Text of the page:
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Sept. 25, 2019, 3 p.m.

Americans don’t like it when British folks tell them what they’re doing wrong. And British folks don’t like it when Americans tell them what they’re doing wrong. But what a British man who now runs an American company telling British folks what they’re doing wrong?

These are the questions we wrestle with in the ivied towers, and we have a datapoint courtesy of Mark Thompson, the New York Times Co. CEO who, before that, served as director-general of the BBC. Thompson returned to London to give a speech Tuesday night, and the Press Gazette’s Charlotte Tobitt wrote it up.

Thompson, it’s clear, is not an optimist when it comes to British media. “The U.K. certainly has possible survivors — among national newspapers, the Daily Mail and Guardian for instance. But with due respect — and notwithstanding the sizeable international audiences which several U.K. newspapers have built up — none looks like a potential global winner…I don’t see how all the current national titles survive.”

How about local papers? “At regional and local level, it looks like something close to a wipeout without dramatic intervention.”

How about British broadcasters? He doubts any are “strong enough to be a true contender in the coming global contest…all are seeing adverse trends which are familiar from other digital disruptions — trends that can quickly turn from disquieting to terminal.”

Strong medicine! I’d quibble with some of it. The Times has shown me enough success with its hard paywall (300,000 digital subscribers currently, more than it has in print) to make me optimistic about its future. Certainly the Financial Times, with more than three-quarters of its subscribers now digital, has a path forward. I won’t claim sufficient expertise to argue with Thompson on British TV, but the BBC certainly seems like a “true contender in the coming global contest” to me. But he’s no doubt right on the broad strokes.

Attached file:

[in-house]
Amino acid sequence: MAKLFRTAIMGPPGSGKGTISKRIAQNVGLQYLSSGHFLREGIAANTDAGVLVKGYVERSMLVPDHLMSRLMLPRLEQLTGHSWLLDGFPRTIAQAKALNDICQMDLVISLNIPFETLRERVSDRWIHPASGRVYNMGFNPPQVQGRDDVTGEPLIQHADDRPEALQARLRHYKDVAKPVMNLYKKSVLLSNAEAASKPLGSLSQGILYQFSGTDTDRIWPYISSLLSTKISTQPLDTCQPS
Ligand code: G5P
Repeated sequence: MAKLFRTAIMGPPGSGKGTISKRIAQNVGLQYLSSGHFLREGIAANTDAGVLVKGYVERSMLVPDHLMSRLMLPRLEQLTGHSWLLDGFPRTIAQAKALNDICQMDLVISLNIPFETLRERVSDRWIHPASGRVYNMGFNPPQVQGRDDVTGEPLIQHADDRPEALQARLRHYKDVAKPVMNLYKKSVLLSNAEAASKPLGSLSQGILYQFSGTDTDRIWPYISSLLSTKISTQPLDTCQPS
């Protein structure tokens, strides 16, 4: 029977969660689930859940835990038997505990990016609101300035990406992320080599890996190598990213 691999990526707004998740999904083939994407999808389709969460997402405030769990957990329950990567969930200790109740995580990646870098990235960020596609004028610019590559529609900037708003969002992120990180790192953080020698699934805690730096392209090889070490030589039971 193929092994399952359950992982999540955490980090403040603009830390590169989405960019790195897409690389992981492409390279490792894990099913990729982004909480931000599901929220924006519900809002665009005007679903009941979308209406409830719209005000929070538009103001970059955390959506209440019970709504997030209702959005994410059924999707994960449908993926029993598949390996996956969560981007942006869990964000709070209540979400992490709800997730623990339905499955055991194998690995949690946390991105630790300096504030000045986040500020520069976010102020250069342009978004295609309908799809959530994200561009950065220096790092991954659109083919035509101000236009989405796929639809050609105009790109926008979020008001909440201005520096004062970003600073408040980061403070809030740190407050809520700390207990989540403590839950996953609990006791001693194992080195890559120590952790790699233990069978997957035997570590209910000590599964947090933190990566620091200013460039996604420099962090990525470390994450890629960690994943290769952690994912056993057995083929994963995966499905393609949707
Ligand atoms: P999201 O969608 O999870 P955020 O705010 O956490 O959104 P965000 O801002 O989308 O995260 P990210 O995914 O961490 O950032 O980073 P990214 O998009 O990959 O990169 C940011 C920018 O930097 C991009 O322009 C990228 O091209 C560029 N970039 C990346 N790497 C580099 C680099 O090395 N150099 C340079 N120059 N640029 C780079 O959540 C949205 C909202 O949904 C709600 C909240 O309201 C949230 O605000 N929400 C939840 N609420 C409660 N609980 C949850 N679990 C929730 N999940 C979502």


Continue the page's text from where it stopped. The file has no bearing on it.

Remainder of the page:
For a corrective, Thompson looks to government media policy:

“Policy-makers have largely concentrated on tightening the funding pressure and other constraints on the BBC further, refining technocratic regulatory theory, and pondering such weighty matters as whether the Times and Sunday Times of London should be allowed to share some editorial resources, the answer — after much deliberation — being a cautious yes.

“One can be forgiven for wondering if that is a complete solution to the crisis threatening to engulf British journalism.”

National newspapers should be freed from “regulatory distractions” while a “comprehensive rescue plan” for local and regional titles is found, Thompson said.

Thompson also called blaming Google and Facebook for all the media’s problems a “convenient” myth: “The true source of legacy media’s tribulations is not these two companies — and wouldn’t be solved if they were regulated more tightly, or even replaced by other search and social providers. The true culprit is the internet itself.” He’s dead-on there.

I do wonder, though, about the brand of nihilistic triumphalism that we sometimes hear from the Times about how everyone else is screwed. (Remember in May, when Times executive editor Dean Baquet said flat out: “I think most local newspapers in America are going to die in the next five years, except for the ones that have been bought by a local billionaire.”) It’s not so much that it’s wrong as that it’s not particularly helpful. Executive at The New York Times are leaders of their company, yes, but they’re also leaders in the industry. And even the best manager will find it hard to inspire the troops by handing out death notices.

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